KUALA LUMPUR • Fifa president Gianni Infantino yesterday said that expanding the 2022 World Cup to 48 teams was "feasible" as host Qatar pledged to come to a decision in the early part of next year.
He hinted at the Asian Football Confederation's annual congress in Kuala Lumpur that the expansion from 32 teams to 48, which is currently due at the 2026 edition in the United States, Canada and Mexico, could be brought forward.
"We have decided... to increase the number of teams participating in the World Cup final tournaments from 32 to 48," he told reporters. "It will happen in 2026. Will it happen in 2022? You know me. It is possible. Why not?"
The head of world football's governing body, who also revealed that 180 out of the 211 federations had given him their support ahead of Fifa's presidential election next year, added that an expanded tournament would see Asia's allocation rise from 4.5 places to 8.5.
"You will have (a bigger) chance. It is possible. It is feasible. We are discussing with our Qatari friends. We are discussing with many other friends in the region. We hope we have it happen. We always have to try," he said to cheers from the delegates assembled at a luxury hotel in the Malaysian capital.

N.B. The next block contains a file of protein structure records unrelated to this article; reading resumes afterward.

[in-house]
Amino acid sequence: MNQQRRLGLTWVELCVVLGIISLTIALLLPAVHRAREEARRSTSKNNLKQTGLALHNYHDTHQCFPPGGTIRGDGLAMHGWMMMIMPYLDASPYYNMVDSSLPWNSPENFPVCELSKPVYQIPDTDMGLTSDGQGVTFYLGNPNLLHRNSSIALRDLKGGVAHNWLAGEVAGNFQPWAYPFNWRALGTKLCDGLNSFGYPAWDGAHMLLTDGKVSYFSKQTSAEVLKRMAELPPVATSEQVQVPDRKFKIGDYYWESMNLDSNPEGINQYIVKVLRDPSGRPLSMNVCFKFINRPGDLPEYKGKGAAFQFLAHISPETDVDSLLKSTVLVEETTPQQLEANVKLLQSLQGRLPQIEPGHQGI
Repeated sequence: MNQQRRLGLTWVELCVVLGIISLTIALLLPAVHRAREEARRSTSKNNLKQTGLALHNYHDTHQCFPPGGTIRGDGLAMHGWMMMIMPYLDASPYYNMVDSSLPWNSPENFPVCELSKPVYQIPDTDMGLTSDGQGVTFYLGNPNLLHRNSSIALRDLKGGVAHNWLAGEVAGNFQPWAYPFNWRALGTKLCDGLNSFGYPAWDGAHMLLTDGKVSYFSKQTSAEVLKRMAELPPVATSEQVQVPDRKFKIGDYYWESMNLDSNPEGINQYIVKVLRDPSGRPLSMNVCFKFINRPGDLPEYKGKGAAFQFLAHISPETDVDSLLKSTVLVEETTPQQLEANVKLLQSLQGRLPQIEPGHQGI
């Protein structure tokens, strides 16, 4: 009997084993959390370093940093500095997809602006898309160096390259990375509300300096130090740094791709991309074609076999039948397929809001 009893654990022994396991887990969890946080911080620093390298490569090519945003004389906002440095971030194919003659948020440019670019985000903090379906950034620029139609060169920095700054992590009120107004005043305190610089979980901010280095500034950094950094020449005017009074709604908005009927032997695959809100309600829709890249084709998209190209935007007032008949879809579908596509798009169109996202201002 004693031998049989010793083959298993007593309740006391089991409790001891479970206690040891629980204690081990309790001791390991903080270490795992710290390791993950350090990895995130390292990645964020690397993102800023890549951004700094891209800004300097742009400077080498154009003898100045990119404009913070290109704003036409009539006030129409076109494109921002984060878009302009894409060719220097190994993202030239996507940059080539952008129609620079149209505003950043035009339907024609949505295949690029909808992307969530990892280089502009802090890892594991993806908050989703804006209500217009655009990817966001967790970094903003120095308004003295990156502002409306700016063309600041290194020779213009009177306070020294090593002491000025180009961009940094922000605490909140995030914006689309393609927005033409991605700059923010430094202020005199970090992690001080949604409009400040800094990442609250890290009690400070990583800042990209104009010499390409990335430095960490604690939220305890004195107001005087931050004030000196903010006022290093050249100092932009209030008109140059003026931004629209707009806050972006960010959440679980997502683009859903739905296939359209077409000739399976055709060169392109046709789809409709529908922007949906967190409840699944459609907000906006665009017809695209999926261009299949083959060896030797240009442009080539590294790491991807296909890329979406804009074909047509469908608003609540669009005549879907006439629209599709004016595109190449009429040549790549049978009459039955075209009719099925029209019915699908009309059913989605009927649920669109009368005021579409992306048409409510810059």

Accommodating another 16 teams would vastly complicate Qatar's task in preparing for the World Cup, which was awarded to the tiny Gulf state in 2010.
Qatar has also been involved in a stand-off with neighbours Saudi Arabia, Bahrain, the United Arab Emirates and Egypt, who have cut off diplomatic relations and imposed a blockade on the country, accusing it of endorsing terrorism.
Hassan al-Thawadi, head of the 2022 organising body, told Agence France-Presse that Qatar was studying the 48-team proposal and would make a decision before qualifying gets under way.
"We are still looking at the feasibility studies and we will be in a better position to provide feedback in the future," he said.
"But it will be decided before the qualifications... some time in the first quarter of next year."
He also insisted that the World Cup preparations were "on track" despite the blockade, and that the budget of US$200 billion (S$277 billion) for the entire infrastructure project had not been affected.
"By 2020-2021, all our (eight) stadiums will be ready," al-Thawadi said. "This is the first World Cup in the Middle East, and is a perfect opportunity to bring people together and contribute to the process of healing."